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Justin Humphreys reflects on recent comments made by Archbishop Welby and Pope Francis about issues of abuse in the church.

"It appears there may be a swell of change coming. The Church is facing a level of criticism about its safeguarding failures that is unprecedented. The report by the Independent Inquiry into Child Sexual Abuse (IICSA) on its conclusions of the Church of England’s management of allegations, and the recent BBC Panorama program ‘Scandal in the Church of England’ (29th April 2019) are all part of this increased scrutiny. We are next to see the Church of England face the attention of the Inquiry in two further weeks of public hearings in July.

Amidst all the public debate on these failings, I was struck by comments made by both Archbishop Justin Welby and Pope Francis within a week of each other that both addressed a fundamental aspect of abuse within the context of faith and belief: The spiritual element of abuse.

It is an aspect that to date has remained in the shadows of the higher profile and better-understood elements of abuse within religious and faith-based contexts. However, for people of faith who are familiar with the experience of abuse within such settings, it is something that possibly carries greater weight than any other consideration.

During the opening press conference of the 17th Anglican Consultative Council meeting in April, Justin Welby made clear reference to the spiritual element of abuse within the Church context. Alongside references to sexual, physical and emotional abuse, his reference to spiritual abuse was marked. That Archbishop Justin should have made such clear reference is a significant milestone in the ongoing journey of enlightenment concerning abuse within the Church.

Only six days prior, Pope Francis also made reference to the spiritual impact of such abuse during his address as part of a four-day meeting at the Vatican to focus on tackling sexual abuse in the Church. He said: “The crimes of sexual abuse offend Our Lord, cause physical, psychological and spiritual damage to the victims and harm to the communion of the faithful”.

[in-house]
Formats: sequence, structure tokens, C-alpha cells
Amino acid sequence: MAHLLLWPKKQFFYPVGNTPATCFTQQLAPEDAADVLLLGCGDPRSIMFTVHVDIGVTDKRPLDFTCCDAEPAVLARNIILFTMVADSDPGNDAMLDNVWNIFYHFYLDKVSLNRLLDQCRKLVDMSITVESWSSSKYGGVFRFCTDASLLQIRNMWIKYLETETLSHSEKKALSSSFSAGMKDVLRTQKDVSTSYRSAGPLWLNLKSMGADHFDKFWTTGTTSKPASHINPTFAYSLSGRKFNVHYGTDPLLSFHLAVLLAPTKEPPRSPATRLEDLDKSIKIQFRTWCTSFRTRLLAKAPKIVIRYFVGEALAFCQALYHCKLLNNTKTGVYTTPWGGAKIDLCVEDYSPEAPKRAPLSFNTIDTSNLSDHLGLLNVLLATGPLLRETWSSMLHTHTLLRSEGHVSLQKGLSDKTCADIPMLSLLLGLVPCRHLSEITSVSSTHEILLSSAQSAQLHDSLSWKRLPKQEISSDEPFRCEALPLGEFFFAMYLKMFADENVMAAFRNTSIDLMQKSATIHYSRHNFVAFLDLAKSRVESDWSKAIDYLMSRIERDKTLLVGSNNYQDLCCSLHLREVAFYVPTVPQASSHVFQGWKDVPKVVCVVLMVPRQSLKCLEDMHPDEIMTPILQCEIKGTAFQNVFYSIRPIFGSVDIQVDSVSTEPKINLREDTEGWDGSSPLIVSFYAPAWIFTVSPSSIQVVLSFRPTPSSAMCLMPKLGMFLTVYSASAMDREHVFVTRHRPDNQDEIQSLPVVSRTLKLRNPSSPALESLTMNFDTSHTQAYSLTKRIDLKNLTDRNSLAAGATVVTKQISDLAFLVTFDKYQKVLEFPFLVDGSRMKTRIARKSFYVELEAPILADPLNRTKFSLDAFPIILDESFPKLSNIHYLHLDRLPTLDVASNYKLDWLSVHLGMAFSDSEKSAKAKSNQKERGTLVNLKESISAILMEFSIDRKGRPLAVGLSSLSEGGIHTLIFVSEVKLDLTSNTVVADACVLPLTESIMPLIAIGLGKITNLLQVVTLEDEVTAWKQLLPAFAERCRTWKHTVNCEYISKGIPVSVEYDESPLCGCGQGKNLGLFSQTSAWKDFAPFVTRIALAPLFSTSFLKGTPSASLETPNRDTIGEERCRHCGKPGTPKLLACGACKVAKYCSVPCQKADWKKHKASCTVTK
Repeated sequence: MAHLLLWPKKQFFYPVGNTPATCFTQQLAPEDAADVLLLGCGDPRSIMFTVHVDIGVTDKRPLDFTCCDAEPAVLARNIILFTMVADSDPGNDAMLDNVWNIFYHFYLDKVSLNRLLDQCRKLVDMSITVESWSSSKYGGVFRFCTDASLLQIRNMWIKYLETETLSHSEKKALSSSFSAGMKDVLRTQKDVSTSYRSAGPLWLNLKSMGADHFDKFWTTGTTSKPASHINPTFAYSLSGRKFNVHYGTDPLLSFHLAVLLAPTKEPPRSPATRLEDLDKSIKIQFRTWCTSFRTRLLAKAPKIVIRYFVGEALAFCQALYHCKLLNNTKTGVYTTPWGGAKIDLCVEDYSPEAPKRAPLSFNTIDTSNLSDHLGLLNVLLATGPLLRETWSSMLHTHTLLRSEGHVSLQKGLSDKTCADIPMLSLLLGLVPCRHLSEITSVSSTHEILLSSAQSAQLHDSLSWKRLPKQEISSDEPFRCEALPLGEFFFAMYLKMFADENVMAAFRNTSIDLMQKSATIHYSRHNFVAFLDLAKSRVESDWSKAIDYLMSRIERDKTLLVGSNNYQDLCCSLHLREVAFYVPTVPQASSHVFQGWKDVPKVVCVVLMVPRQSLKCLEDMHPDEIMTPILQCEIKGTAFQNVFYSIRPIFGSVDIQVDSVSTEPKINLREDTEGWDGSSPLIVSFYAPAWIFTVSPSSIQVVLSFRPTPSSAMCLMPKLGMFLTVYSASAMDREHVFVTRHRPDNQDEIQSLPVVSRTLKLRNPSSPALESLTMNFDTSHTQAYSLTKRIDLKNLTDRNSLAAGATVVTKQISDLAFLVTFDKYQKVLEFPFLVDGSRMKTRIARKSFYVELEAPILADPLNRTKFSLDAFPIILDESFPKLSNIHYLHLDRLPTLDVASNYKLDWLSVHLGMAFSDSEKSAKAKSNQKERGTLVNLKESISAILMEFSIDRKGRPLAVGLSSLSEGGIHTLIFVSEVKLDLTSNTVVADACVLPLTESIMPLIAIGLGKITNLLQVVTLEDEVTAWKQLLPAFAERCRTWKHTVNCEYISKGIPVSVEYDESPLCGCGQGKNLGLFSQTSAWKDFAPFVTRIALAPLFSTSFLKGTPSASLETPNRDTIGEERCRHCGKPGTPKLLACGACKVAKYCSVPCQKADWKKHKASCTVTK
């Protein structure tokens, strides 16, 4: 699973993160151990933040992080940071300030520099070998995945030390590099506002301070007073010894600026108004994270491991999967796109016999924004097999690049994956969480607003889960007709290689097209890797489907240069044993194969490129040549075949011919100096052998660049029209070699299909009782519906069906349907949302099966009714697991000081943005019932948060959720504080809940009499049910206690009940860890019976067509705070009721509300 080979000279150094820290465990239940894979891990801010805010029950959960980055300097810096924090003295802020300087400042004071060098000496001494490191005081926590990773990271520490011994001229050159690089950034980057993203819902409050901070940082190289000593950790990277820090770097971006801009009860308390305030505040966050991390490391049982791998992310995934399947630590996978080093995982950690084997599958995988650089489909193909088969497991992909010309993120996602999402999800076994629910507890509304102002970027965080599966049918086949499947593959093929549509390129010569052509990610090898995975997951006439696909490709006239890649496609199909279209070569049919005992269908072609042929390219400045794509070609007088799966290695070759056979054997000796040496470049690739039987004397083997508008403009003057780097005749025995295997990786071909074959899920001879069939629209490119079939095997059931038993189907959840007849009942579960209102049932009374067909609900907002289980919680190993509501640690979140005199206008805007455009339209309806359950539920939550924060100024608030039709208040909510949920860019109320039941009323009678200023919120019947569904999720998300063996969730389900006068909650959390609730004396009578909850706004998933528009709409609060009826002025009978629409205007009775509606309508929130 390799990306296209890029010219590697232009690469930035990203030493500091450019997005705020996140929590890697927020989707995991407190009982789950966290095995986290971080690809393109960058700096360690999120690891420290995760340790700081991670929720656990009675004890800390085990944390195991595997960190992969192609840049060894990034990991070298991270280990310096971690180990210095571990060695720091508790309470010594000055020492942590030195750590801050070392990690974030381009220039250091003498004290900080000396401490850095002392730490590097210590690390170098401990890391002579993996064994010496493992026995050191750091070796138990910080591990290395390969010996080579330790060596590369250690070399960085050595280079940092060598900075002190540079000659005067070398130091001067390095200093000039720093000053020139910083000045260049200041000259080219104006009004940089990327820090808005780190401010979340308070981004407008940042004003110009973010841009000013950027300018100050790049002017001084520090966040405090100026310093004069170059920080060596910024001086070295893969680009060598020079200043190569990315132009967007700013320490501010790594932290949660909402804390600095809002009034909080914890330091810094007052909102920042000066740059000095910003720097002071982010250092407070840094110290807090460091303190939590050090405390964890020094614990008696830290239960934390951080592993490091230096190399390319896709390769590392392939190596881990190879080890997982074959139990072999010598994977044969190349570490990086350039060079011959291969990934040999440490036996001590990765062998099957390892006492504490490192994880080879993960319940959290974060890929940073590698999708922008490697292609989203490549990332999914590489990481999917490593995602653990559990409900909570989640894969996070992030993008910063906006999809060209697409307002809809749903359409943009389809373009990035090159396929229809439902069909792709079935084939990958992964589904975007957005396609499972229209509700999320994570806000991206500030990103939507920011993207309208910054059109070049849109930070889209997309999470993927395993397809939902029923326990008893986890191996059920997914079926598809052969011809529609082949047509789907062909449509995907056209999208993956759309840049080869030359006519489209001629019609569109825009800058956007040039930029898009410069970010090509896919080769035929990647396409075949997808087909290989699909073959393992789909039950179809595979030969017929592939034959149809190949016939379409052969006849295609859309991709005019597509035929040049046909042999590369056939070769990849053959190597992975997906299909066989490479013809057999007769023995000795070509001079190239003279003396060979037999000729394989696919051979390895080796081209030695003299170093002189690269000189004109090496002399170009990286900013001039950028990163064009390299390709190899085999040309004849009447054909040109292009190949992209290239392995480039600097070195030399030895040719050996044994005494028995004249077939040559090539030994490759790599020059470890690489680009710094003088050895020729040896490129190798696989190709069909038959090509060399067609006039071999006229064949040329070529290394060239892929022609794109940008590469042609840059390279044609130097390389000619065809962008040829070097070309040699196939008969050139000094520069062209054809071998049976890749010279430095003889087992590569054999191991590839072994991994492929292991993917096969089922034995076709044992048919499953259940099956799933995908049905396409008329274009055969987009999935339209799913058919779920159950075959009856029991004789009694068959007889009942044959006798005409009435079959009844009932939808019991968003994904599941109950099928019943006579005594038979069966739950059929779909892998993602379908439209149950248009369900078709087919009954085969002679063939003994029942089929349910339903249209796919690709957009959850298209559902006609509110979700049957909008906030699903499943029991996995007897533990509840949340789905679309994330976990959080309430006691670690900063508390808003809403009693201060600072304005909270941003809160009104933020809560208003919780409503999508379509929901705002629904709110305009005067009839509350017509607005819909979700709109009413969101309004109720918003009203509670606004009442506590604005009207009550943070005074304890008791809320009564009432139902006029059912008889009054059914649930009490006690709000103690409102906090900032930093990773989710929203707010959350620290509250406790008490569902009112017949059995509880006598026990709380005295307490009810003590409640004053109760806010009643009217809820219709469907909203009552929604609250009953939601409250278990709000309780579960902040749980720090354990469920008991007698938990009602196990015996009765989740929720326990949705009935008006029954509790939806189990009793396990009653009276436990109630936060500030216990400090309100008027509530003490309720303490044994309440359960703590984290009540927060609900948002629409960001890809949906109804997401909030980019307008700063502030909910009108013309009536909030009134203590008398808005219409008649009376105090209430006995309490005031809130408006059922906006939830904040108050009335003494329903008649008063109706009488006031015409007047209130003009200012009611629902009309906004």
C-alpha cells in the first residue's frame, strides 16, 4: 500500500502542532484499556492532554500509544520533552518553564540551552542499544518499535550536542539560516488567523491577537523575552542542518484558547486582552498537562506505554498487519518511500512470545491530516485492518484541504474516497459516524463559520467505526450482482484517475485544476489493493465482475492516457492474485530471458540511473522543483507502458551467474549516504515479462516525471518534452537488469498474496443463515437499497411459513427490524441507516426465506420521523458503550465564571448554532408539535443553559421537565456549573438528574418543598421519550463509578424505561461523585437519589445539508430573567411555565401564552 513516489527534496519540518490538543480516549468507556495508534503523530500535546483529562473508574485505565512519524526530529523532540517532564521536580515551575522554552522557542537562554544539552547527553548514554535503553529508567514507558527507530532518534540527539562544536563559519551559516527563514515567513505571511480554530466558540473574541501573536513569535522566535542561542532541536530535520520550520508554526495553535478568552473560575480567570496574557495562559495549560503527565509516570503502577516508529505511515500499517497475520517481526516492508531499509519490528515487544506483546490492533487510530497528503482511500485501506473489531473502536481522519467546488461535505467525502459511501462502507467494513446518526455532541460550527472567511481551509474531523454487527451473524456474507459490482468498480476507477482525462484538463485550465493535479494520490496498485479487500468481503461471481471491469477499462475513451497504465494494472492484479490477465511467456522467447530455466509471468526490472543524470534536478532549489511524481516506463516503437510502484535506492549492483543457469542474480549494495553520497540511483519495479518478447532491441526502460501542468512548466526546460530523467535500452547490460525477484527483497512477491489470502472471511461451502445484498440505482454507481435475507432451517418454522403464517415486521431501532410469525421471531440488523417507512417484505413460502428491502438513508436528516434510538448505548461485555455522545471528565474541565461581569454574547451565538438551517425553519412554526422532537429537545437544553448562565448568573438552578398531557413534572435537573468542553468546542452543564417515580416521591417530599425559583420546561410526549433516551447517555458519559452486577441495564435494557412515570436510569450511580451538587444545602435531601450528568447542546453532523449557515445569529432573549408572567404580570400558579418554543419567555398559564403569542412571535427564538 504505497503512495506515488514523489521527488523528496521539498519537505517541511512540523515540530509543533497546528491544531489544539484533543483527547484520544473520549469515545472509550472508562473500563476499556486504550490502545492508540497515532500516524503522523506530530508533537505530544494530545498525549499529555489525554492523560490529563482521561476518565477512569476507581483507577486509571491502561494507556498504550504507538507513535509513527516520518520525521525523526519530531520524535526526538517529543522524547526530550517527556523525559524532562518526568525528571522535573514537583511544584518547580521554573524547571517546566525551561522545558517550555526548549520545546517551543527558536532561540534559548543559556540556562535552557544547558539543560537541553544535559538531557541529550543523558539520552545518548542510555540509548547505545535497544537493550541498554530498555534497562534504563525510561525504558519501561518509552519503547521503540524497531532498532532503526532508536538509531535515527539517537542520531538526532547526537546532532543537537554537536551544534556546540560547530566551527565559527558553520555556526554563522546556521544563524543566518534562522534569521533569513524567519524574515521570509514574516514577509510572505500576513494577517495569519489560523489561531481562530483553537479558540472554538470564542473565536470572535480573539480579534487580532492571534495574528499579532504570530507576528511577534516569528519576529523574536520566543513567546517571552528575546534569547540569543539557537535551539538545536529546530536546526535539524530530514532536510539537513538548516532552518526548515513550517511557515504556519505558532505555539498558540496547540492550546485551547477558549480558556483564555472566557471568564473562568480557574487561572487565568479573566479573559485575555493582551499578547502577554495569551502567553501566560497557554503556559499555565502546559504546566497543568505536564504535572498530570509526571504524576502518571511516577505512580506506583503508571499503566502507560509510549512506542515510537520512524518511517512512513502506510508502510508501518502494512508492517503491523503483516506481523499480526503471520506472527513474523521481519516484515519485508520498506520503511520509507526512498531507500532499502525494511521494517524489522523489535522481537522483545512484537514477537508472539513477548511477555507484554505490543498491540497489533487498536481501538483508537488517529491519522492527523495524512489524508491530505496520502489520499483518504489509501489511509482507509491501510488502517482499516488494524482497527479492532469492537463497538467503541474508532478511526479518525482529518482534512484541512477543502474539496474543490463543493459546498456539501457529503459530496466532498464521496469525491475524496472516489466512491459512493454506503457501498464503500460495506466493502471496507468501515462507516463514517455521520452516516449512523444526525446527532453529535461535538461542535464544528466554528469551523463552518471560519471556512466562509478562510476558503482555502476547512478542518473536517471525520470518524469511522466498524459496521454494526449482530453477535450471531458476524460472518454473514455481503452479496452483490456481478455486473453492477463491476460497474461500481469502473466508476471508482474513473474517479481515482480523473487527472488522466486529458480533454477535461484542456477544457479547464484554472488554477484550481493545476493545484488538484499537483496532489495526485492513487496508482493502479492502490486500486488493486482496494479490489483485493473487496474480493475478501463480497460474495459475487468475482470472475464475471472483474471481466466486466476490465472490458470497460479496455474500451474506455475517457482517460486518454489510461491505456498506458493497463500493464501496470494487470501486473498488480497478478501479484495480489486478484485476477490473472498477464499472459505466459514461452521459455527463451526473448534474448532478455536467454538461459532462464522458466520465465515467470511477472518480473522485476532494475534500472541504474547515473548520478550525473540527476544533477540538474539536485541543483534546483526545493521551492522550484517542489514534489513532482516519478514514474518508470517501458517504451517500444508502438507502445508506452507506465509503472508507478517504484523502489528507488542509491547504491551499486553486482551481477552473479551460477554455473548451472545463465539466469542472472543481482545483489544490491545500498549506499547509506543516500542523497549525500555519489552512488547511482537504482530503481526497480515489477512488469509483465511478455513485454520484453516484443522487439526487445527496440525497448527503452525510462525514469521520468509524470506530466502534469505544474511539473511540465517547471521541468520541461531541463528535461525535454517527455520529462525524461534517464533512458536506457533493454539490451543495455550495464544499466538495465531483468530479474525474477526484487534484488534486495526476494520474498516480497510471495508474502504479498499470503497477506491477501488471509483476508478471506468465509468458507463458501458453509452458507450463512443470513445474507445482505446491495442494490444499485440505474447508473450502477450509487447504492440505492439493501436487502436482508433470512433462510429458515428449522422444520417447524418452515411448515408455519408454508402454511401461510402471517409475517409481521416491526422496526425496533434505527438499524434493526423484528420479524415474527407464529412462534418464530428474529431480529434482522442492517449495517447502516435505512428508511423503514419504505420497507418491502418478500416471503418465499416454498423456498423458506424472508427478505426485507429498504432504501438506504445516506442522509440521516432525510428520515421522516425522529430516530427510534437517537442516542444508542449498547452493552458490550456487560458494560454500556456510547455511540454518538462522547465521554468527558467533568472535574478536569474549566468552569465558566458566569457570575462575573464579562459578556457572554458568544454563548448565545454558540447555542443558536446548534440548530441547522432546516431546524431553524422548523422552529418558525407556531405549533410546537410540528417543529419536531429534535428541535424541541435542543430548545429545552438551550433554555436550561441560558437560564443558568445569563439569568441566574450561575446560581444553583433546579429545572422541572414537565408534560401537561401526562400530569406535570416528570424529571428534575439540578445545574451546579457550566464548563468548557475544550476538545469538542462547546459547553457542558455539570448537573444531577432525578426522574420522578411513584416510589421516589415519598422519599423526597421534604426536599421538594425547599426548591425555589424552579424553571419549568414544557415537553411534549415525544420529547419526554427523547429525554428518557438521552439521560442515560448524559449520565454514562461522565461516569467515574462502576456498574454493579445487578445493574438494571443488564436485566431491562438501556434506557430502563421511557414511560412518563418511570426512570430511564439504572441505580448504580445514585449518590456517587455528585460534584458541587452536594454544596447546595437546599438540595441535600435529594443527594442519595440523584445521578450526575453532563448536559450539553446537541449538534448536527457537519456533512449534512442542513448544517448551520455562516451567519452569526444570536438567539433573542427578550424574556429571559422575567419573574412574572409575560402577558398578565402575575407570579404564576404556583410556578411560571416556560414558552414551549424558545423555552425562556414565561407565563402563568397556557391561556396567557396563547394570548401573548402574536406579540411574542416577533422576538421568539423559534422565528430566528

I totally agree.  I am convinced that there is nothing that breaks God's heart more than seeing His Church causing harm to others and then perpetuating that harm through a willful desire to avoid rooting out such evil and doing all it can to prevent that harm occurring in the first place.

There is a crisis in leadership across the Church currently (and not just the Church of England or Catholic Church), where a misguided sense of needing to protect God’s name and the reputation of the Church is casting a dark shadow over the relationship that God so yearns for with His people. For there to be any sense that the Church is not a safe place, that it is not committed to opposing evil in all its forms and that it is led by men and women who are utterly committed to authentic and compassionate leadership practices, can only itself damage the Church. In what context should the pursuit of justice ever be side-lined or derailed in God’s Church?

I find it inconceivable that this being spoken about within a matter of a week by both primates could be a coincidence. We have the two most senior leaders of the global Christian Church addressing this crucial element of abuse that many try to ignore.  But where does this high-profile acknowledgement leave us?

I'd like to suggest the following reponse:

  1. We must ensure that we do not lose sight of this amidst all the other just attention that is being focused upon safeguarding across the global Church at this time.
  2. We must commit to developing better understanding of what this spiritual component of abuse looks like.
  3. Once we have committed to not shying away from what is certainly a very difficult, challenging and complex issue, we must be prepared to stand together and take action to both prevent it and learn how to be better at responding where it is found to have caused harm.

This may mean that as leaders we must be prepared to face conflict in tackling such injustices head-on.  There may be a price to pay in doing this. We may risk becoming unpopular among our peers and superiors and even be ridiculed, ostracised and excluded from the circles we have been used to walking in. But we owe it to ourselves and to those that we are charged with leading to self-reflect on where we find ourselves and what part we might have played (unwittingly or otherwise) in maintaining a culture that is shaped by self-protectionism, institutional protectionism or worse. Making changes in the way that we behave and in the attitudes that we hold requires boldness, bravery and a preparedness to let go of who we are and let God speak to our hearts about what is right and just.

Archbishop Justin and Pope Francis have been brave enough to speak of this insidious injustice. The Church needs them both to maintain this attention and for others who are brave enough to stand alongside them to be stirred to action. I for one have committed to being one of them. There is too much at stake not to. We must not waver or weaken in this pursuit - we are called to do this; to speak on behalf of the voiceless and for the rights of all who are vulnerable (Proverbs 31:8, CEB)."

Justin Humphreys is joint Chief Executive of Thirtyone:eight and joint author of SPCK publication 'Escaping the Maze of Spiritual Abuse: Creating healthy Christian Cultures' (Out June 2019).

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